0.25-percent DDT, but 28 percent of the insects in the check cages were also dead.
In one test 24 Lepyronia quadranuularis (Say) adults were exposed in a cage in which only the tree had been sprayed with 2-percent DDT. The insects were killed as they attempted to feed. The 3 insects that remained alive after 19 hours had occupied the same position on the side of the cage from the time they were confined. Sometime during the second night they probably attempted to feed, as all were found dead under the tree on the second morning. In the check cage only 15 insects out of 59 were dead after 42 hours.
When it was found that DT in low concentration Is lethal to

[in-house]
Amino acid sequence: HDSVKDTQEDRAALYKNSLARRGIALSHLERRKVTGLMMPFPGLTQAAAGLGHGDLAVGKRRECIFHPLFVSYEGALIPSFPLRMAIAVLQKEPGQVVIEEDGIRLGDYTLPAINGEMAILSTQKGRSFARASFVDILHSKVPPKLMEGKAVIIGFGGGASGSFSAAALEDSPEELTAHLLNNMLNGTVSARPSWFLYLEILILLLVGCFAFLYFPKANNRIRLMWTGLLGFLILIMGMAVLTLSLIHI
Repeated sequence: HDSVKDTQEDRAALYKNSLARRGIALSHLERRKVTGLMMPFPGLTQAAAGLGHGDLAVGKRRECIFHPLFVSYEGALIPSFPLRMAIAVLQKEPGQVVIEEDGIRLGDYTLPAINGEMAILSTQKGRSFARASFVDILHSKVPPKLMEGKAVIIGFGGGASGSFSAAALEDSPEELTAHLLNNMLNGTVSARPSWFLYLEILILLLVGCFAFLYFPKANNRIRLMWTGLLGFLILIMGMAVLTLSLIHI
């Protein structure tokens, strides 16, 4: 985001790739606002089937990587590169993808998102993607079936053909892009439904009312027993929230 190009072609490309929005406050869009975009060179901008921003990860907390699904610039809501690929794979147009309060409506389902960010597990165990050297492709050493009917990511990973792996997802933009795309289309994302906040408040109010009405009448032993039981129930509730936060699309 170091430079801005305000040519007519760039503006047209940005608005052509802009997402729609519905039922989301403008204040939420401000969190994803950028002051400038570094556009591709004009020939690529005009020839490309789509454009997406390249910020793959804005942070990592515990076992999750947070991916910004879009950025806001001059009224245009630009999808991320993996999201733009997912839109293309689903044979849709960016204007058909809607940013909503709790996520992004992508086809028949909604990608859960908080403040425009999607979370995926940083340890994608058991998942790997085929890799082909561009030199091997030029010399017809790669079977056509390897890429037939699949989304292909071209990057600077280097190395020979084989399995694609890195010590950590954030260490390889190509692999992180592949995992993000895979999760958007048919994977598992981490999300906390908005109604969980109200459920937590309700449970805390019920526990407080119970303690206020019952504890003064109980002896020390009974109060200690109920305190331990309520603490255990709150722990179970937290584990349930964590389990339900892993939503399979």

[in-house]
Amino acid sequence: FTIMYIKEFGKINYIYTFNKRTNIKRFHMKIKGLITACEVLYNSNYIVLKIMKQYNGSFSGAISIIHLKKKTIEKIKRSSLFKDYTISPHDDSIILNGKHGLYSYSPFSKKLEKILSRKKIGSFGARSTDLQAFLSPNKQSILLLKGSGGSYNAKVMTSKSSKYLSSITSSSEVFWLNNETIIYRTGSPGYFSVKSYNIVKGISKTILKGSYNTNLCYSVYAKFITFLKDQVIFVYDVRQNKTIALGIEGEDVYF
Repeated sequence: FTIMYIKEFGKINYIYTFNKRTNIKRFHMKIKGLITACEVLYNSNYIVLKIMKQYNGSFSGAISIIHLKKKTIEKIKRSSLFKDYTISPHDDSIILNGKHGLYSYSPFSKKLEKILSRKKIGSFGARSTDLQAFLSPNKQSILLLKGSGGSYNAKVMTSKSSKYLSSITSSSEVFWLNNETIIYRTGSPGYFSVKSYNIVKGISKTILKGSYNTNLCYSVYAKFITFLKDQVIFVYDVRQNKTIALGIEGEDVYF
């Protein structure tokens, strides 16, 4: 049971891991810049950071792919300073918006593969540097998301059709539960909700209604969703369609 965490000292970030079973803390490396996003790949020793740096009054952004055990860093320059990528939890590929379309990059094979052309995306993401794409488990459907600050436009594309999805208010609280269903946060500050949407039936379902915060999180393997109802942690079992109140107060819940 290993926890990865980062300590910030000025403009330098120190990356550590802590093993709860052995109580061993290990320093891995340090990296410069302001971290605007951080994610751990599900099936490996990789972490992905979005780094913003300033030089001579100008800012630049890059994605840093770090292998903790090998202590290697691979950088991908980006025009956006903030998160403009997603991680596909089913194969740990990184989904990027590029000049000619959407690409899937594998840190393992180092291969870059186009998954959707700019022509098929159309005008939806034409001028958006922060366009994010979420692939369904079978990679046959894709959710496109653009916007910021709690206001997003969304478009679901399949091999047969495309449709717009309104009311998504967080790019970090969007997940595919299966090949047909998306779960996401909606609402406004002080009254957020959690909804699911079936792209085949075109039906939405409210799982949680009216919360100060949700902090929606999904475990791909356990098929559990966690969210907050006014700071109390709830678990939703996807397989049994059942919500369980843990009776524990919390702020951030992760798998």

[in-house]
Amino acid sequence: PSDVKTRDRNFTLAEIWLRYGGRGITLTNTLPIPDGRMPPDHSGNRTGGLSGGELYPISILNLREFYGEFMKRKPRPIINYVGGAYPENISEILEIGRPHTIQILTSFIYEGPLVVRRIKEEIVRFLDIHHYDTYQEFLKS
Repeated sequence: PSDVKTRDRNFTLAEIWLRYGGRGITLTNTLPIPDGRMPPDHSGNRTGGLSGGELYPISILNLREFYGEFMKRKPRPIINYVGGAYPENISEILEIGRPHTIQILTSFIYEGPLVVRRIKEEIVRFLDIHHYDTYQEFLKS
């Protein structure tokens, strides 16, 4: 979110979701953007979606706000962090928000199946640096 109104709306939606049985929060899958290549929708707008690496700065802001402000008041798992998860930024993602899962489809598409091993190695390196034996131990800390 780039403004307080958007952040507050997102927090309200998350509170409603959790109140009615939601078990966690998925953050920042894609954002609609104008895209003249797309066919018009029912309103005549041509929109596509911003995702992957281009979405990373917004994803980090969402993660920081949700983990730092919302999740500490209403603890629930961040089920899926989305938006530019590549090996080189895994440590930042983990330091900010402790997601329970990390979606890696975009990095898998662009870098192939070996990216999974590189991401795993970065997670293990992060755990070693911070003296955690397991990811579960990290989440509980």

many species of sucki~ insect codine-to srayed surfaces continuously, tests were undertaken to determine in a preliminary manner the effect of these concentration when the inaets were permitted to contact sprayed surfaces for only short periods. It was considered possible that higher concentrations might be more efficacious in preventing feeding after short periods of exposure.
In these tests cellophane or cloth was sprayed with DIDT emulsion in the desired concentration, and the sprayed material was taped over a window in the insectary. Test insects were then liberated and allowed to congregate on the window. After various lengths of time they were collected in an aspirator and transferred to unsprayed cages, each of which contained an unsprayed elm seedling. Check insects were confined to other cages after being removed from similar unsprayed surfaces.